Google Trends Gets New Monthly Top Charts & Trending Topics Displayed In Bold Color Visualizations

trends_logo_lgGoogle Trends has started a new monthly “spirit of the times” Top Charts feature with more than 40 categories of Top 10 lists that include people, places and things ranked by search interest. According to today’s post from Google’s Official Blog, the Top Charts go back to 2004 and will continue to be updated monthly. You can find the Top Charts link from the Google Trends homepage on the left-hand side of the site.

While Google states that the Top Charts include their most accurate search volume rankings, they note that no algorithm is perfect and anomalies in the data may be found on rare occasions.

Top Charts - for blog postAlso added to Google Trends is a colorful visualization of trending topics happening in real-time. By clicking on the “Visualize Hot Searches in full-screen” link from the Google Trends homepage, users can view Hot Searches one-by-one in bold colors, or use a small box icon in the top left corner of the screen to view up to 25 top real-time searches. The Hot Search topics can also be filtered by supported regions.

Google Trends Hot Searches

Other updates to Google Trends include a more robust homepage with more upfront information, and a search box that remains available at all times from the top of the site.

Related Topics: Channel: Search Marketing | Google: Trends | Search & Society: General

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About The Author: is Third Door Media's General Assignment Correspondent, and reports on the latest news and updates for Marketing Land and Search Engine Land. From 2009 to 2012, she was an award-winning syndicated columnist for a number of daily newspapers from New York to Texas. With more than ten years of marketing management experience, she has contributed to a variety of traditional and online publications, including MarketingProfs.com, SoftwareCEO.com, and Sales and Marketing Management Magazine. Read more of Amy's articles.

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  • http://www.timacheson.com/ Tim Acheson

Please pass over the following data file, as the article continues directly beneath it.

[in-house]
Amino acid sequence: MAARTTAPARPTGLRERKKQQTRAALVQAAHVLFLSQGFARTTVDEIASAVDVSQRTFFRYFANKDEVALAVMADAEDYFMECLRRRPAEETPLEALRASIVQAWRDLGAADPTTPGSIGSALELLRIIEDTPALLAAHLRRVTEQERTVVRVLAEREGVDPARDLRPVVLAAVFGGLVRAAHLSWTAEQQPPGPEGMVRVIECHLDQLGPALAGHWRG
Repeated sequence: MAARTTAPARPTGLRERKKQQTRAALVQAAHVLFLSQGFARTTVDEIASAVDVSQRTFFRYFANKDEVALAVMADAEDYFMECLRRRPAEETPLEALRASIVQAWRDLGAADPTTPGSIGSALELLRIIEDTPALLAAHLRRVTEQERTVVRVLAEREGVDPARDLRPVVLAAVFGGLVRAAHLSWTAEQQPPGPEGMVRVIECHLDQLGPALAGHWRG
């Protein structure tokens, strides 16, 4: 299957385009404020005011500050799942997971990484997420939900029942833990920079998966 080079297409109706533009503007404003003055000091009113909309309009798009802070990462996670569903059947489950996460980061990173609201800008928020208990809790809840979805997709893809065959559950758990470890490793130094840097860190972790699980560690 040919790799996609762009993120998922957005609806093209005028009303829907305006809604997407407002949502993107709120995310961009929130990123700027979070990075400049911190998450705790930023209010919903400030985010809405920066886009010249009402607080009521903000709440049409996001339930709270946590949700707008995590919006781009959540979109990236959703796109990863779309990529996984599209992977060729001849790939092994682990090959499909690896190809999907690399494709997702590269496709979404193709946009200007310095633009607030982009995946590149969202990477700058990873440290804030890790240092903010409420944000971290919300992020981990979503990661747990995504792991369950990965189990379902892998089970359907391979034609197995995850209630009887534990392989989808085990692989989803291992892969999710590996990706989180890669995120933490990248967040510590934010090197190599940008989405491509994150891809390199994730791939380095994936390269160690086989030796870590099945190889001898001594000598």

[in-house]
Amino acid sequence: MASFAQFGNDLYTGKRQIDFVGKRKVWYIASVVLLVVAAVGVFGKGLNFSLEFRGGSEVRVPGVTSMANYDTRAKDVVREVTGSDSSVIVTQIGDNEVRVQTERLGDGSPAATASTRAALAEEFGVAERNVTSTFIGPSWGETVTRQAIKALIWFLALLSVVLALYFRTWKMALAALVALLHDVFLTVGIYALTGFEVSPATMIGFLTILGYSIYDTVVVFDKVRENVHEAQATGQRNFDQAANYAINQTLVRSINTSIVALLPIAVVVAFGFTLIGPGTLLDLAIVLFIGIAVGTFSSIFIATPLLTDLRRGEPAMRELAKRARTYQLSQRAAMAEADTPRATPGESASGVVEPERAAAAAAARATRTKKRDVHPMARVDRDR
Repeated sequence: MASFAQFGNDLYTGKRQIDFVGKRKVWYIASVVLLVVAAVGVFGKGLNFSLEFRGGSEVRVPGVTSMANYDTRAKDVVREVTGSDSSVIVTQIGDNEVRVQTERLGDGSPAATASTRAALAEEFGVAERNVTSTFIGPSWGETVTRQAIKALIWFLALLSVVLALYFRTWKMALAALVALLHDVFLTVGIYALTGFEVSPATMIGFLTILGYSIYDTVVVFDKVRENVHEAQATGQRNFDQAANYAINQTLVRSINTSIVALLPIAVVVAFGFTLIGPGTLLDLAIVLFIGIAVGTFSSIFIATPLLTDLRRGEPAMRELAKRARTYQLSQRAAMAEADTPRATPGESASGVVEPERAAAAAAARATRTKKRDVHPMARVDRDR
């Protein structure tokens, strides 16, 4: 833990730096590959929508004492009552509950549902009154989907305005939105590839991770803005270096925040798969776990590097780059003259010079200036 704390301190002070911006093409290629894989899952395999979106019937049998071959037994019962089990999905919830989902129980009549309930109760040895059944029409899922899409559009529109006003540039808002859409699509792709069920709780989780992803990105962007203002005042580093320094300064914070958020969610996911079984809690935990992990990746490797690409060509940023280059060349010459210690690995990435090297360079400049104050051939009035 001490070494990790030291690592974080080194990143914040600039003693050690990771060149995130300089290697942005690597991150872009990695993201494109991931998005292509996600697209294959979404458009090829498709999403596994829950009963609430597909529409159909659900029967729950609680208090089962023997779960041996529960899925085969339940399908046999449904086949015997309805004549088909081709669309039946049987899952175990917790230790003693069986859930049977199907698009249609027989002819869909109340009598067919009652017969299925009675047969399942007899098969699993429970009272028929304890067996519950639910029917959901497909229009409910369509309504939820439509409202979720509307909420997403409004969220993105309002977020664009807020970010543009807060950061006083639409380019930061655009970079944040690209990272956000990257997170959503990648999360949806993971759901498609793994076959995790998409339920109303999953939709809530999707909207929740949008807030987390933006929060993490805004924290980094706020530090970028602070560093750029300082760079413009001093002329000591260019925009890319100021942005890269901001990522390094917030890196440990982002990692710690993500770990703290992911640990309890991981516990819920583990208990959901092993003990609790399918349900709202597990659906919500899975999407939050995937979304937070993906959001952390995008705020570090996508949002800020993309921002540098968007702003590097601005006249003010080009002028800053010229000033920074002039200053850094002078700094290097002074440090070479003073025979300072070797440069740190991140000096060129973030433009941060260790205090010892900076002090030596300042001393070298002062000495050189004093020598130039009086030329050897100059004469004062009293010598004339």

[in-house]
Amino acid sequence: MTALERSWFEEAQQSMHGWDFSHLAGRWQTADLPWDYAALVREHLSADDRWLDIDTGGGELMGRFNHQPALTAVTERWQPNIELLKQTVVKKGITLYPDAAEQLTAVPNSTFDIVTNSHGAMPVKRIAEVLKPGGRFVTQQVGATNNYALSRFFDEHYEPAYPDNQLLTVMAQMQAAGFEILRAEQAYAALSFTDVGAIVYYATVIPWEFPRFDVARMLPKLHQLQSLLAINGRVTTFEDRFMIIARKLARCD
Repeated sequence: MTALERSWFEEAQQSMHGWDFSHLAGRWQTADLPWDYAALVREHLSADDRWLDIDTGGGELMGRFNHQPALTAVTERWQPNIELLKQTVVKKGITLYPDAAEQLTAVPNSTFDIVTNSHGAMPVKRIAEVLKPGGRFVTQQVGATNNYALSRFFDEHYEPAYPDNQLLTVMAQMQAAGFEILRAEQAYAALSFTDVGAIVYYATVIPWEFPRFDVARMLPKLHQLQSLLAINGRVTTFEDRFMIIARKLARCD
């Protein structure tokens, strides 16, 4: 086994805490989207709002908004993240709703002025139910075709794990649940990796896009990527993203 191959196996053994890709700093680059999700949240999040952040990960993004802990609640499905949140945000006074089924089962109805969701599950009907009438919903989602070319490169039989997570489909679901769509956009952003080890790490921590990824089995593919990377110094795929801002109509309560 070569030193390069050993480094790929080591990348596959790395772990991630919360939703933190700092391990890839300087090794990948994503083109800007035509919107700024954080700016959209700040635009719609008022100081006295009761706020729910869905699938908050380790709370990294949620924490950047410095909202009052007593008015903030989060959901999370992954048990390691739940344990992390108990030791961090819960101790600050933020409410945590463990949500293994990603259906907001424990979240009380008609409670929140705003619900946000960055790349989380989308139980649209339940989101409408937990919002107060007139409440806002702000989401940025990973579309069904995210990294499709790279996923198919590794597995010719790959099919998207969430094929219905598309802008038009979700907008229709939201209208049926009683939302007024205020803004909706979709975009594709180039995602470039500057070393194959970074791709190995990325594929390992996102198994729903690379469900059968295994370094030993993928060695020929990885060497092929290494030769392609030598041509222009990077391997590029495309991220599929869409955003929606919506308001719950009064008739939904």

I love this type of stuff, very interesting — and these visualisations are useful.

    BUT be aware that Google’s algorythms are far from fool-proof.

    E.g. Python is ranked as the eighth most searched for “programming language” in the US in 2011, according to Google Trends’ Top Charts — in their “Software technology” chart:

    http://www.google.com/trends/topcharts#vm=chart&cid=programming_languages&geo=US&date=2011&a

    Maybe a lot of people were looking for help trying to make their apps work? No, the chart is just seriously skewed by flaws in Google’s algorithm. As you can see, Monthy Python is wrongly counted as a search for the Python programming language! Making it seem more popular than it is. Oops:

    http://www.google.com/trends/explore#cmpt=q&q=Python&date=1/2011+12m&geo=US

    When you drill down you see that they arrived at this ranking by counting searches for the cult comedy brand “Monty Python” as a search for the Python language – in fact Monty Python was by far the most common search for this keyword, and “Python For” came second and was also wrongly counted as a search for the Python programming language.

    Google loves Python and works hard to promote and support it, because it’s what their founding people used for some of their web apps since the early days. There are still many URLs ending in .py to be found on Google websites. You’d think somebody from Google would have noticed the errors by now — especially in this particular chart. Google could easily fix this if they took a closer look at their charts.

    Look closely under the icon for Python in the chart and there’s a gratuitous link to a Python page on Google+. PHP gets a link to the official Drupal website. Under Microsoft’s .NET Framework, instead we get a generic Wikipedia link. When you click on .NET in the chart it takes you through to a search results page with the official website at the top — so where is Google getting the link from? Presumably a deliberate editorial decision. Google could have linked to the official website for .NET, but apparently chose not to, presumably because the staff involved are affected by the profound pathological anti-Microsoft neurosis that is systemic within Google.

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